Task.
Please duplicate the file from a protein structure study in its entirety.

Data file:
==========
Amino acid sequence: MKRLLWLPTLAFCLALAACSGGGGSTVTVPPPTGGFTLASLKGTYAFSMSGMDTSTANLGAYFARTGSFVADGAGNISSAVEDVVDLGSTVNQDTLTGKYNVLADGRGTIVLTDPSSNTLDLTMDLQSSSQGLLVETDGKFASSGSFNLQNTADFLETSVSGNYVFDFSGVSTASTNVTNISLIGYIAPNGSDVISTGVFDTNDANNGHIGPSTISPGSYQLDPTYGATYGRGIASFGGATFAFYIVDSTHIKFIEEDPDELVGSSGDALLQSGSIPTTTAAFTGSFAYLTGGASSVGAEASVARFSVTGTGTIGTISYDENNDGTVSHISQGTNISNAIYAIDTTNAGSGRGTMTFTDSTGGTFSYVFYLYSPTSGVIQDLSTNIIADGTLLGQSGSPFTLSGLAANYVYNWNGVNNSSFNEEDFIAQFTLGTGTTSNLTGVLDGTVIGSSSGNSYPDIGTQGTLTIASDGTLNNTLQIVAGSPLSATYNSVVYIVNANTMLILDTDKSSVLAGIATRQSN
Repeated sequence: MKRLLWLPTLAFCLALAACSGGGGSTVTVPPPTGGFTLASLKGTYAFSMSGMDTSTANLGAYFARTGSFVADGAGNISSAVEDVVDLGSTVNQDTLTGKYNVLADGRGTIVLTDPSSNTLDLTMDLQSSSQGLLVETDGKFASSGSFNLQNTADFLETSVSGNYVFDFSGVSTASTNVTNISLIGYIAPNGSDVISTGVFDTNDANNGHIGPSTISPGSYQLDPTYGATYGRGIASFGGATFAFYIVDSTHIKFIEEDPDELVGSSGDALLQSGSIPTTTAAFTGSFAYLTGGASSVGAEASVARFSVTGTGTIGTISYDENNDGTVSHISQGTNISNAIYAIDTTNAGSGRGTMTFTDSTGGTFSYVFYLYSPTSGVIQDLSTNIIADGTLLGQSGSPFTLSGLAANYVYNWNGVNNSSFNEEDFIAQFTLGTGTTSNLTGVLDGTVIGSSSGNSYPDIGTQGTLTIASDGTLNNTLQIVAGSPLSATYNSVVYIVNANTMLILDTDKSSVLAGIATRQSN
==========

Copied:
Amino acid sequence: MKRLLWLPTLAFCLALAACSGGGGSTVTVPPPTGGFTLASLKGTYAFSMSGMDTSTANLGAYFARTGSFVADGAGNISSAVEDVVDLGSTVNQDTLTGKYNVLADGRGTIVLTDPSSNTLDLTMDLQSSSQGLLVETDGKFASSGSFNLQNTADFLETSVSGNYVFDFSGVSTASTNVTNISLIGYIAPNGSDVISTGVFDTNDANNGHIGPSTISPGSYQLDPTYGATYGRGIASFGGATFAFYIVDSTHIKFIEEDPDELVGSSGDALLQSGSIPTTTAAFTGSFAYLTGGASSVGAEASVARFSVTGTGTIGTISYDENNDGTVSHISQGTNISNAIYAIDTTNAGSGRGTMTFTDSTGGTFSYVFYLYSPTSGVIQDLSTNIIADGTLLGQSGSPFTLSGLAANYVYNWNGVNNSSFNEEDFIAQFTLGTGTTSNLTGVLDGTVIGSSSGNSYPDIGTQGTLTIASDGTLNNTLQIVAGSPLSATYNSVVYIVNANTMLILDTDKSSVLAGIATRQSN
Repeated sequence: MKRLLWLPTLAFCLALAACSGGGGSTVTVPPPTGGFTLASLKGTYAFSMSGMDTSTANLGAYFARTGSFVADGAGNISSAVEDVVDLGSTVNQDTLTGKYNVLADGRGTIVLTDPSSNTLDLTMDLQSSSQGLLVETDGKFASSGSFNLQNTADFLETSVSGNYVFDFSGVSTASTNVTNISLIGYIAPNGSDVISTGVFDTNDANNGHIGPSTISPGSYQLDPTYGATYGRGIASFGGATFAFYIVDSTHIKFIEEDPDELVGSSGDALLQSGSIPTTTAAFTGSFAYLTGGASSVGAEASVARFSVTGTGTIGTISYDENNDGTVSHISQGTNISNAIYAIDTTNAGSGRGTMTFTDSTGGTFSYVFYLYSPTSGVIQDLSTNIIADGTLLGQSGSPFTLSGLAANYVYNWNGVNNSSFNEEDFIAQFTLGTGTTSNLTGVLDGTVIGSSSGNSYPDIGTQGTLTIASDGTLNNTLQIVAGSPLSATYNSVVYIVNANTMLILDTDKSSVLAGIATRQSN